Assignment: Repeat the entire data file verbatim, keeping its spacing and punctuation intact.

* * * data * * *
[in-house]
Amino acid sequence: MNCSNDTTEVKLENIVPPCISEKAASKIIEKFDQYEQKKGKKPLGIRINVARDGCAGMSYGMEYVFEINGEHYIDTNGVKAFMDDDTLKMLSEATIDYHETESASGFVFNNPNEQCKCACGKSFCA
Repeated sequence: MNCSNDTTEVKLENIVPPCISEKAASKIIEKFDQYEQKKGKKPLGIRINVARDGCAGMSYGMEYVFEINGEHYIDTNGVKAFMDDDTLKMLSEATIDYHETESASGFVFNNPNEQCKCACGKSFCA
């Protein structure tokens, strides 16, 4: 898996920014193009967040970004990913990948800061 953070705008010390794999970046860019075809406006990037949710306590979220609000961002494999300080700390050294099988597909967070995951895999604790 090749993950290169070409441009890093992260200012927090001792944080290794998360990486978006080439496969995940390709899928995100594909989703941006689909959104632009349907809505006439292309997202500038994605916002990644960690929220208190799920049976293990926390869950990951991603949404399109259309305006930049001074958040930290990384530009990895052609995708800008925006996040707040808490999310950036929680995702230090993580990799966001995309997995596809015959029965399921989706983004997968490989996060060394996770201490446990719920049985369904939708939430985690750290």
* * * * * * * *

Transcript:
[in-house]
Amino acid sequence: MNCSNDTTEVKLENIVPPCISEKAASKIIEKFDQYEQKKGKKPLGIRINVARDGCAGMSYGMEYVFEINGEHYIDTNGVKAFMDDDTLKMLSEATIDYHETESASGFVFNNPNEQCKCACGKSFCA
Repeated sequence: MNCSNDTTEVKLENIVPPCISEKAASKIIEKFDQYEQKKGKKPLGIRINVARDGCAGMSYGMEYVFEINGEHYIDTNGVKAFMDDDTLKMLSEATIDYHETESASGFVFNNPNEQCKCACGKSFCA
């Protein structure tokens, strides 16, 4: 898996920014193009967040970004990913990948800061 953070705008010390794999970046860019075809406006990037949710306590979220609000961002494999300080700390050294099988597909967070995951895999604790 090749993950290169070409441009890093992260200012927090001792944080290794998360990486978006080439496969995940390709899928995100594909989703941006689909959104632009349907809505006439292309997202500038994605916002990644960690929220208190799920049976293990926390869950990951991603949404399109259309305006930049001074958040930290990384530009990895052609995708800008925006996040707040808490999310950036929680995702230090993580990799966001995309997995596809015959029965399921989706983004997968490989996060060394996770201490446990719920049985369904939708939430985690750290």